“What do you make of that?”

“What do you make of that?” — an illustration (1892) by Sidney Paget for Arthur Conan Doyle's “Adventure of the Crooked Man,” p. 270. Photographic reproduction of pen and ink. Click on image to enlarge it. Formatting and text by George P. Landow [You may use this image without prior permission for any scholarly or educational purpose as long as you (1) credit the Internet Archive and (2) link your document to this URL in a web document or cite the Victorian Web in a print one.]

Passage illustrated

Holmes pulled a large sheet of tissue-paper out of his pocket and carefully unfolded it upon his knee.

"What do you make of that?" he asked.

The paper was covered with the tracings of the foot-marks of some small animal. It had five well-marked foot-pads, an indication of long nails, and the whole print might be nearly as large as a dessert-spoon.

"It's a dog," said I.

"Did you ever hear of a dog running up a curtain? I found distinct traces that this creature had done so."

"A monkey, then?"

"But it is not the print of a monkey."

"What can it be, then?"

"Neither dog nor cat nor monkey nor any creature that we are familiar with. I have tried to reconstruct it from the measurements. Here are four prints where the beast has been standing motionless. You see that it is no less than fifteen inches from fore-foot to hind. Add to that the length of neck and head, and you get a creature not much less than two feet long—probably more if there is any tail. But now observe this other measurement. The animal has been moving, and we have the length of its stride. In each case it is only about three inches. You have an indication, you see, of a long body with very short legs attached to it. It has not been considerate enough to leave any of its hair behind it. But its general shape must be what I have indicated, and it can run up a curtain, and it is carnivorous."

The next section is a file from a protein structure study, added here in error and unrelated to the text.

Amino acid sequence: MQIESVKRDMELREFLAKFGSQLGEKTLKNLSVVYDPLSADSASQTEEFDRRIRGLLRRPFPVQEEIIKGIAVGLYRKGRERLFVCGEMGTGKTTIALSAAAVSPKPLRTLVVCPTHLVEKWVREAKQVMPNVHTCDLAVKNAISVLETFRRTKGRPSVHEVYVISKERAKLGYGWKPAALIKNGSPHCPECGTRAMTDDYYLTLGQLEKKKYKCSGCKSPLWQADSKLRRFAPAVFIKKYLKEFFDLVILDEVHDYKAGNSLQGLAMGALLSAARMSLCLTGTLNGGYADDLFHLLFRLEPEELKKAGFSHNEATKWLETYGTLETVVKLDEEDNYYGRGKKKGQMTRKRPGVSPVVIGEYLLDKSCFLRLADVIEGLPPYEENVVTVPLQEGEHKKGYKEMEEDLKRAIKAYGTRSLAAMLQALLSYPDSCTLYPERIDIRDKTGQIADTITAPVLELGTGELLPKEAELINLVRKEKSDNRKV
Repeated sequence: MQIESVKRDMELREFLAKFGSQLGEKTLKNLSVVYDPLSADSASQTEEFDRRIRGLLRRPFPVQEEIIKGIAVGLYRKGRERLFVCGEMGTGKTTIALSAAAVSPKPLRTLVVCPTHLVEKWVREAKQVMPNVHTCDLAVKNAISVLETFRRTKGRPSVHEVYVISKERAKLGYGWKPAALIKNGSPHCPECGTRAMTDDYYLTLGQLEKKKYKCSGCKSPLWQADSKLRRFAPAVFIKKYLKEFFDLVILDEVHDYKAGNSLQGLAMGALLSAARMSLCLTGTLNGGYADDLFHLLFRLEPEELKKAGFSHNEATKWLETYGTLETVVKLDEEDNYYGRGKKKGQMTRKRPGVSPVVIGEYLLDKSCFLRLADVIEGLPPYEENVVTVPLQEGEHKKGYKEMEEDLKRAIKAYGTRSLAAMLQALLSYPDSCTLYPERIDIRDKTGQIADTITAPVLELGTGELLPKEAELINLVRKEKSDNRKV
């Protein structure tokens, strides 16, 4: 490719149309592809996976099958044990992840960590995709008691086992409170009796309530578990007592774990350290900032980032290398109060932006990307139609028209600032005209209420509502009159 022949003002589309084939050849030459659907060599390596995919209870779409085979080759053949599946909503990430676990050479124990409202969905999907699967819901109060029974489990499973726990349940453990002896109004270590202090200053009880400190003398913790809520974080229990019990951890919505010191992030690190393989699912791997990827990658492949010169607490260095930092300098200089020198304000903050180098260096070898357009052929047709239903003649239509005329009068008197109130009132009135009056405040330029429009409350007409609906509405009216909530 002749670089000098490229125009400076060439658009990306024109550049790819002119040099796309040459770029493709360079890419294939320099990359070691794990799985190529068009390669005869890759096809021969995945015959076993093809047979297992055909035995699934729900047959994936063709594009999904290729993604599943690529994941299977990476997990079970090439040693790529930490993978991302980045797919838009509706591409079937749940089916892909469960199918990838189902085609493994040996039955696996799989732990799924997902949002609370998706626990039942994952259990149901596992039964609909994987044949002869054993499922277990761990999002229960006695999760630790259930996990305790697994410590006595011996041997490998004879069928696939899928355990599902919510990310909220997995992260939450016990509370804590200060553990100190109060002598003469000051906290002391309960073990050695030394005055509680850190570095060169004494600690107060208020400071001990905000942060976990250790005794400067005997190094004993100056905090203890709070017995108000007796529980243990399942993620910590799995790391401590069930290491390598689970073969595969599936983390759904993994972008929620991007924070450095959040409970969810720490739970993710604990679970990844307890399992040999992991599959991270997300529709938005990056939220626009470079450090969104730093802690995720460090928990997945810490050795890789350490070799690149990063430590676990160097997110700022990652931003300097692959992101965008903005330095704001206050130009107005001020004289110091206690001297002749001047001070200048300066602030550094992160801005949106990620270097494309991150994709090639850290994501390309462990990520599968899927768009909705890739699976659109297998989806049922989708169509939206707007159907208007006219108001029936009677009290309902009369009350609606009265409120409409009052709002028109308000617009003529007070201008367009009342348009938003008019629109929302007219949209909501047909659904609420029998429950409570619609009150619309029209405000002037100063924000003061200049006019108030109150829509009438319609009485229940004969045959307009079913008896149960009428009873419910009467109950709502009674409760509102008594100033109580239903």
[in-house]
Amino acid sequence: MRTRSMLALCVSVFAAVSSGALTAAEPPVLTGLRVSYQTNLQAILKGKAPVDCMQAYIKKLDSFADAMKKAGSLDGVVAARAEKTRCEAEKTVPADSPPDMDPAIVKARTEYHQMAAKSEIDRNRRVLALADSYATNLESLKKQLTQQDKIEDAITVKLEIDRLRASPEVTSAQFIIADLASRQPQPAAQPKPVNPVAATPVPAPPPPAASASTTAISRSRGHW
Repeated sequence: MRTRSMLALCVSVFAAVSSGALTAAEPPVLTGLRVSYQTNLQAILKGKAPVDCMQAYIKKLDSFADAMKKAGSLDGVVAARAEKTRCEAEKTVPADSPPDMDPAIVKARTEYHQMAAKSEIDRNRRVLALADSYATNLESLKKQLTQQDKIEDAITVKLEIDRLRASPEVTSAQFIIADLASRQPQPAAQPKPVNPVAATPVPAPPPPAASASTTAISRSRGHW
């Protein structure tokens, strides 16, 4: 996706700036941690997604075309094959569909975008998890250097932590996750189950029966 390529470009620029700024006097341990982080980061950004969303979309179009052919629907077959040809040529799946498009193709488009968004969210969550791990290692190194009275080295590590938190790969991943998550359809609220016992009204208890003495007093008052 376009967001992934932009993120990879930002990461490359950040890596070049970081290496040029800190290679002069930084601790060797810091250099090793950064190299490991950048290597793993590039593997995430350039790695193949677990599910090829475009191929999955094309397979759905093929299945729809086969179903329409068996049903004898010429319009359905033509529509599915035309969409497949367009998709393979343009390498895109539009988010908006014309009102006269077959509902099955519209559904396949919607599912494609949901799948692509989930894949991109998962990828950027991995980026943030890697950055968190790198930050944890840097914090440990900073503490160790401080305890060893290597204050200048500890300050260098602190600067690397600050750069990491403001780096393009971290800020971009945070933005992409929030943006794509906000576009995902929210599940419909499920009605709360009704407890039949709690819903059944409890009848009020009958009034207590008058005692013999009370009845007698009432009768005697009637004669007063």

References

Doyle, Arthur Conan. The Original Illustrated Sherlock Holmes. “Reproduced from the original publication in The Strand Magazine with the classic illustrations by Sidney Paget.” Edison, New Jersey: Castle Books, [after 1954]. Internet Archive version of a copy donated by Friends of the San Francisco Library. Web.


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Last modified 4 December 2013